Imo State University has become a provincial University where over 90 percent of the students come from Imo State.   This is not a positive attribute. The main functions of a university include teaching, research, and community development. I am not aware of any community development by IMSU and I am also not aware of any research breakthroughs there. Nobody in that university has won the prestigious Nigerian National Merit Award (NNMA), an award for distinguished academics who have made significant contribution to research and learning. Although the academics in IMSU are generally sound, how can they embark on serious research when they are not being given research grants?   Instead of setting up a state scholarship scheme, we have a situation where these politicians use looted money to run personal scholarship schemes where they extend such scholarships to there kiths and kin. The heinous crime of looting fiscal budgets and using same to run private scholarship schemes must be deprecated by all men of conscience; it's a gargantuan injustice which cries to heaven for vengeance. This is the new face of money laundering.

 
  We need a State Government Scholarship Board and not privately owned scholarship schemes run by politicians, who have looted government funds, more so, when we know that just yesterday some of them were extremely impecunious (poverty-stricken).This government has never been serious about funding education.   If it did, the Education Task Committee it set up about two years ago would not have been a monumental failure.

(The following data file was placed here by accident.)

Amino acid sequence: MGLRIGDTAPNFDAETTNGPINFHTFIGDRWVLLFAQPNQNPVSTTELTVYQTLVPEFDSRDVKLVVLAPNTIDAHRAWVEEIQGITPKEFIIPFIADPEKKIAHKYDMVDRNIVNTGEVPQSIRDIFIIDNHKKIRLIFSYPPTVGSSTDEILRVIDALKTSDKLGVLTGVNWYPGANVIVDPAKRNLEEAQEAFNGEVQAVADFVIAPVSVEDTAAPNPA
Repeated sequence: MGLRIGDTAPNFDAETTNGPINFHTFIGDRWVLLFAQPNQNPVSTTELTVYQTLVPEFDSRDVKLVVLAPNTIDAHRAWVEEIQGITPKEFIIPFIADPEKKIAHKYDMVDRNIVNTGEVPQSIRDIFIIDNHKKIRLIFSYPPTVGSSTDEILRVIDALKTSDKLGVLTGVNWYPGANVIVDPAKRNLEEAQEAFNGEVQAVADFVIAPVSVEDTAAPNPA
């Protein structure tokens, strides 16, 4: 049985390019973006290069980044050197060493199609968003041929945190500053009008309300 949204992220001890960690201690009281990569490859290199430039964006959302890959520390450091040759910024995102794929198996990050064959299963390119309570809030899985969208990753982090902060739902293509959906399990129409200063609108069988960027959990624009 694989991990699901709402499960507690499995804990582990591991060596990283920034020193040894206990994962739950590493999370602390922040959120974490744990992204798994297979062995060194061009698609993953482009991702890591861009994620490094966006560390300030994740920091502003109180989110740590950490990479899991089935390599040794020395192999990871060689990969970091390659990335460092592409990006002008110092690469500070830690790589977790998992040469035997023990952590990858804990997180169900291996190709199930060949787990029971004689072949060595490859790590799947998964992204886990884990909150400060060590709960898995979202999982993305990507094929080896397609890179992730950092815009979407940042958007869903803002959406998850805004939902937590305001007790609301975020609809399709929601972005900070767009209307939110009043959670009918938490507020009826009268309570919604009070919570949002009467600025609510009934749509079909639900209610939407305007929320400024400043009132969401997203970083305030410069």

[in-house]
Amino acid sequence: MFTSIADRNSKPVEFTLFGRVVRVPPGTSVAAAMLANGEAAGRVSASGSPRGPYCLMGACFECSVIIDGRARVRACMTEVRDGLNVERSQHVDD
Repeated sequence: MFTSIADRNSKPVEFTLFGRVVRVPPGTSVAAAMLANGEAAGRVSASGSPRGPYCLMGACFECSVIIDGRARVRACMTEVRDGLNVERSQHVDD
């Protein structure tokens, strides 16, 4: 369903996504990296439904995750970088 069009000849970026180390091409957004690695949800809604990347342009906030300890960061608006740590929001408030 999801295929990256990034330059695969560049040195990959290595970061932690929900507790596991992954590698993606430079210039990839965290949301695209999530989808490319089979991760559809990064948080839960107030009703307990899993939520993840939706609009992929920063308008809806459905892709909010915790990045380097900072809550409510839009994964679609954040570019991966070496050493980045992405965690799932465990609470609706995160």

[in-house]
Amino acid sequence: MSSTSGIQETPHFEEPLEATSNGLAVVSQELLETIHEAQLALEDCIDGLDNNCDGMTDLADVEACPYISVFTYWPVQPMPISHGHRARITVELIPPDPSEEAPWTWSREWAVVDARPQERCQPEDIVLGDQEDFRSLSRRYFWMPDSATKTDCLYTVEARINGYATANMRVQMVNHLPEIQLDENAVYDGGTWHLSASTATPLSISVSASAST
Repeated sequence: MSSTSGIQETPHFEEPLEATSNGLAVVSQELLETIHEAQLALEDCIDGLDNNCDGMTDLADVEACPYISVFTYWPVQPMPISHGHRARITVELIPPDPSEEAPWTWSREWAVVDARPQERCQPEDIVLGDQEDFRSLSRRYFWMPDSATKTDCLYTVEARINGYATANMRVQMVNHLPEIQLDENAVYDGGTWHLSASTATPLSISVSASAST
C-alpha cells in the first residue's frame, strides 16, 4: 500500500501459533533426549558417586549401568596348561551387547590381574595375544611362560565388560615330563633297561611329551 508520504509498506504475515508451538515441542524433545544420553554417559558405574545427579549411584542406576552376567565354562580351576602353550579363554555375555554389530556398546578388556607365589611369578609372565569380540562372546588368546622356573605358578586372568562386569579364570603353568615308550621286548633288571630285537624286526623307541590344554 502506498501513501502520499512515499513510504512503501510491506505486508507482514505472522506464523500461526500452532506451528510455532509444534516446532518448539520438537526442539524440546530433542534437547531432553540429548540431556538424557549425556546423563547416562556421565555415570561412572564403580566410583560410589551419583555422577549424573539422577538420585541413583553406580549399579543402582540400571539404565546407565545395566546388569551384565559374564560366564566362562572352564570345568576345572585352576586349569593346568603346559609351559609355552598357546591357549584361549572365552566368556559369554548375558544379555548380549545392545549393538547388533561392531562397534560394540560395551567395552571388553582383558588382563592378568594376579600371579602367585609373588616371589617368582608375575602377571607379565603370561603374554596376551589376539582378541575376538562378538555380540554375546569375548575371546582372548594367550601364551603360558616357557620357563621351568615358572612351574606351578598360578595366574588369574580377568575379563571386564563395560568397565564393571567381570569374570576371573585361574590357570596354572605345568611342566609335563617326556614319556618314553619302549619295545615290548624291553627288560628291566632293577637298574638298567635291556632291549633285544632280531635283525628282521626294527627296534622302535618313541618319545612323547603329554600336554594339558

There is a need to re-emphasize that although education is on the concurrent list (i.e. both states and federal government can run schools), it is not an obligation for every State to own a university.   Any state that decides to run a university must comply with the basic guidelines, the irreducible minimum set by the National Universities Commission (NUC). There is no such thing as State University Degree. All university degrees enjoy the same recognition globally. They are of the same quality; in every material particular - the holder has been certified sound in character and learning.   Where any State Government discovers that it does not have the resources to fund a university, such a governor can close down its State University until its economy improves.   It is not an impeachable offence to cut one's coat according to one's cloth.   Above all, no responsible government can make the cost of education prohibitive and beyond the reach of the masses.   When the Governor of Plateau State, JONAH JANG, assumed office in 2007, he closed down the State University because of the collapse of infrastructure there as well as the scarcity of fund to upgrade the university's infrastructure. He did not resort to charging outrageous fees because he knows that education is the bedrock of development.   The university has just been reopened. It is unfair to be demonizing lecturers who are only asking for the implementation of minimum guidelines to be enthroned in IMSU. .Governor Ohakim's statement that 'I will pay the ASUU demands 100% but I have no money' is a vindication that the academics are not making frivolous demands. However, since economists always talk of effective demand and not mere demand, the governor should provide his repayment schedule to the labour unions for discussions on ways to resolve the impasse. In Anambra State, Governor Peter Obi says:'I will increase salaries by 50% and upgrade the monthly subvention to N90000; in Ebonyi State, Governor Martin Elechi says:' I will step up the monthly subvention to N120ml per month'. As I write, I am not aware of any concessions made by Governor Ohakim. He must make a commitment because; save for special contracts, 'Consideration' is an indispensable ingredient of any valid contract. A mere demand that is not backed up by the ability or willingness to pay is of nuisance value in the economic realm.